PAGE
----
The commencement of direct flights between Dublin and Hong Kong will have the effect of opening up significant regions in China to Ireland, a conference in Dublin has been told.

Peter Ryan, Consul General of Ireland in Hong Kong, said the commencement of flights by Cathay Pacific direct with Dublin opened up a region which boasted major population centres, including Macau, 64 kms from Hong Kong, Shenzhen just 30 minutes by hi-speed train and the Greater Bay Area economic hub, including  nine cities in Guangdong province.

Mr Ryan, who established Ireland’s first diplomatic presence in Hong Kong in 2014, said apart from the business opportunities in Hong Kong, Ireland would also benefit by the close proximity of Macau.

Speaking at a briefing organised by Asia Matters – Ireland’s Think Tank on Asia –  in conjunction with IBEC and Financial Services Ireland, he said: “In tourism, matters are moving along very quickly and the announcement of direct flights between Dublin and Hong Kong which commence in June is likely to be a game changer. Our next challenge is to get what will be four flights a week upped to seven flights a week. There are great tourism opportunities in the region, for inward tourism into Ireland, leaving aside exports in the agri-food sector and opportunities in financial services.”

“Macau alone has 35m visitors a year. These are premium visitors from mainland China who are purchasing premium international products. There will be direct access from Hong Kong airlinks to Macau,” he added.

The Consul General said that while Ireland was a small player in Asia and was unable to match resources of larger European States, once agencies and organisations worked together and in tandem with the diaspora results are and will be achieved.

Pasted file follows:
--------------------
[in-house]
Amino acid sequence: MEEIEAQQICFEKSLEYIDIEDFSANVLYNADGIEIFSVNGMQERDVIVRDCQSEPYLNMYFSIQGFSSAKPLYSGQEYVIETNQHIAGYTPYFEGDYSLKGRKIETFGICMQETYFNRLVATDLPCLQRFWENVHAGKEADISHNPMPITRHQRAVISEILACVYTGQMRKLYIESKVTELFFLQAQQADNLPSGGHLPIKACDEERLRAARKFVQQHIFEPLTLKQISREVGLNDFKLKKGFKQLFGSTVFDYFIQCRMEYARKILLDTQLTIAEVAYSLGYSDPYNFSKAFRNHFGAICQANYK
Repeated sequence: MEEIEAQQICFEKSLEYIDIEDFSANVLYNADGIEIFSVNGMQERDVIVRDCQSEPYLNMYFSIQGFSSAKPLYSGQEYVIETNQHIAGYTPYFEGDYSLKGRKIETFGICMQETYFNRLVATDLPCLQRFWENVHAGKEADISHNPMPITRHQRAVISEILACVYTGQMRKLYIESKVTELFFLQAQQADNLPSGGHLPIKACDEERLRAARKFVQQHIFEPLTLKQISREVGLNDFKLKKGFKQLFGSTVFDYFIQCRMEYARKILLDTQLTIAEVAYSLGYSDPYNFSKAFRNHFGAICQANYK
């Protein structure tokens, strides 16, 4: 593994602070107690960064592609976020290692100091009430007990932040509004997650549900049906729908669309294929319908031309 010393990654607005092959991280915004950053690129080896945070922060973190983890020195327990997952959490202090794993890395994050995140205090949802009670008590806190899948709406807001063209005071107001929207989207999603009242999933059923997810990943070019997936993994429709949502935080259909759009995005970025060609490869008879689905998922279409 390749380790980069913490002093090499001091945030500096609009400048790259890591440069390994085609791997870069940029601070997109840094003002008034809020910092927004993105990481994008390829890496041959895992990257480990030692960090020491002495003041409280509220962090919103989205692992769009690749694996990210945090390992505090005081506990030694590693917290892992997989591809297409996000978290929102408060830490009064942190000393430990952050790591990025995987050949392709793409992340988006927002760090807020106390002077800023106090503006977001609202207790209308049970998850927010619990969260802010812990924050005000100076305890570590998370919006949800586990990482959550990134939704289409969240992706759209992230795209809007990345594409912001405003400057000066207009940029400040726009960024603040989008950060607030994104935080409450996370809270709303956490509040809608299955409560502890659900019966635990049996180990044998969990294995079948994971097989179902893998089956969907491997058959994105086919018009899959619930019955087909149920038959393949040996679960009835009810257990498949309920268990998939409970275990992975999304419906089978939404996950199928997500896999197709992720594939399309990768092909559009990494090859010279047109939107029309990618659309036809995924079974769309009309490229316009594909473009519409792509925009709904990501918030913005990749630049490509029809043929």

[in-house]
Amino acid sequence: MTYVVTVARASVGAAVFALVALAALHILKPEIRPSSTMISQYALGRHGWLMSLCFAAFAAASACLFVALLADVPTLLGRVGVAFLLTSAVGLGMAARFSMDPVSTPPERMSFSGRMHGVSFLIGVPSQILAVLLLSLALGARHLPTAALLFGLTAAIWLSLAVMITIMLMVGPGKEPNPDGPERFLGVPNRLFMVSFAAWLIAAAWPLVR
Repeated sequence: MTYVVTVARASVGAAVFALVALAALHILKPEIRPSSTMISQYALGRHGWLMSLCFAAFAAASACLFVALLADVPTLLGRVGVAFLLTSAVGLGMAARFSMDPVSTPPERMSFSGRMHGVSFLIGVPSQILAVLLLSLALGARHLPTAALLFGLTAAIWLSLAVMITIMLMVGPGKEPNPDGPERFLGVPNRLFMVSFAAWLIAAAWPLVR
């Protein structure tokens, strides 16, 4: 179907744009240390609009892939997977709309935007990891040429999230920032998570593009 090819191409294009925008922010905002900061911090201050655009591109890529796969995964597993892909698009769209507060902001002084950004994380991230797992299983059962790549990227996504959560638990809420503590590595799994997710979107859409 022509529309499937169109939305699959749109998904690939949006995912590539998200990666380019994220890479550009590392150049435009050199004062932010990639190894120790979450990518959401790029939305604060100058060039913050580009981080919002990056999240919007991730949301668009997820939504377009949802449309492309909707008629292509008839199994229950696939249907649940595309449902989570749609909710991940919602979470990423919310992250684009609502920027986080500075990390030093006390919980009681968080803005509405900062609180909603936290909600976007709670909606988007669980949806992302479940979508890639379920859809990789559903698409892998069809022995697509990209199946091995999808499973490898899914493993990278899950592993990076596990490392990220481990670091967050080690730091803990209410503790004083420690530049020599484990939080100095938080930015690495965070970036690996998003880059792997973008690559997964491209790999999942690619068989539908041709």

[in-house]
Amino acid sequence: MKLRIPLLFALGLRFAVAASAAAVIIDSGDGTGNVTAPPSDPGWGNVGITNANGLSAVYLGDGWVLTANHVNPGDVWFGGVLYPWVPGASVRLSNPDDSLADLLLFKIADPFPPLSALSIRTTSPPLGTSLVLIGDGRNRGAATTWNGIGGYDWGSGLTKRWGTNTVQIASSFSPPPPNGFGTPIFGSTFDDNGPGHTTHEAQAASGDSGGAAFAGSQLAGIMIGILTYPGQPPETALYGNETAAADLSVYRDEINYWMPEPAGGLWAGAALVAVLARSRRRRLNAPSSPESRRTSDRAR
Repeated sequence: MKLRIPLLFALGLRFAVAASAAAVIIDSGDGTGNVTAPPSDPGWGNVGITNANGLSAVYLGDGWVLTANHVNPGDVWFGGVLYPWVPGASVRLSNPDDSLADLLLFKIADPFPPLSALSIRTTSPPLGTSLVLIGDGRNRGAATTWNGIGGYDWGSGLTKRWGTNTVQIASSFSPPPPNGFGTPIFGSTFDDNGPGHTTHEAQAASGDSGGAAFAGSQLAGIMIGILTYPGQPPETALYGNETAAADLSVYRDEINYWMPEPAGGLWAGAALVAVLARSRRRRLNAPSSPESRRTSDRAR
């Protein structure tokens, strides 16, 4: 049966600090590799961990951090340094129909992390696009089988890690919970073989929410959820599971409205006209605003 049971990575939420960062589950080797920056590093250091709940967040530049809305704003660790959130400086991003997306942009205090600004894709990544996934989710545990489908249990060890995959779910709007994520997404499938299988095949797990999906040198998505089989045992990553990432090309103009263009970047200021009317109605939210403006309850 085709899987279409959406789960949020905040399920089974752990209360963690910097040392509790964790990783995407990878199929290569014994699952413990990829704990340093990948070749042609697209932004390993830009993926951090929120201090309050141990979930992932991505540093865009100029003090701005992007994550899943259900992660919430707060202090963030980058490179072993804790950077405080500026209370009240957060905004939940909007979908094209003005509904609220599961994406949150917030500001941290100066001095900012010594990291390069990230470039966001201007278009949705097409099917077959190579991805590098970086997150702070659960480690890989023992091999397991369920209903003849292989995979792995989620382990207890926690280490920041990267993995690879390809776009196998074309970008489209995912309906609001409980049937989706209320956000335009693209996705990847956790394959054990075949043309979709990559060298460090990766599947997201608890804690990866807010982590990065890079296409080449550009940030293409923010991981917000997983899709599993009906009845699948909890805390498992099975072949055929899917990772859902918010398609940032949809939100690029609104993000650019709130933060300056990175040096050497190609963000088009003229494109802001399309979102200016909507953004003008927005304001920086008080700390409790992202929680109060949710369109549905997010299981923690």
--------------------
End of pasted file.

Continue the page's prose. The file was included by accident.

Dealing with opportunities in financial services, the Consul General said the Irish Funds Network was playing a very important role working closely on the ground in Hong Kong with Enterprise Ireland and IDA Ireland. “We are building a platform in Hong Kong to provide opportunities for Ireland’s financial services sector in the region,” he said. He said indications were that Hong Kong could be a centre for providing and managing the finance for the Chinese Government’s “Belt and Road” initiative which will see vast sums being invested in infrastructure and international transport networks.

He added that the education sector also provided opportunities with third level involvement by Chinese students in Ireland growing eight-fold in a matter of years.

Martin Murray, Executive Director, Asia Matters, told the conference that Ireland is the second most competitive economy in the EU and the sixth most competitive globally.

As the fastest growing economy in the Eurozone, Ireland represents the third best economy globally for world efficiency. The Irish education system offers a third level system that meets the requirements of a competitive economy and knowledge transfer between universities and companies.

Mr Murray added that Ireland offered a diverse and skilled workforce. “Over 17% of the workforce was born abroad and there has been inward migration from 180 countries in the 12 months to April 2016. That percentage figure has since increased. Additionally, there has been an almost 20% increase in numbers speaking a foreign language between 2011 and 2016 censuses.”

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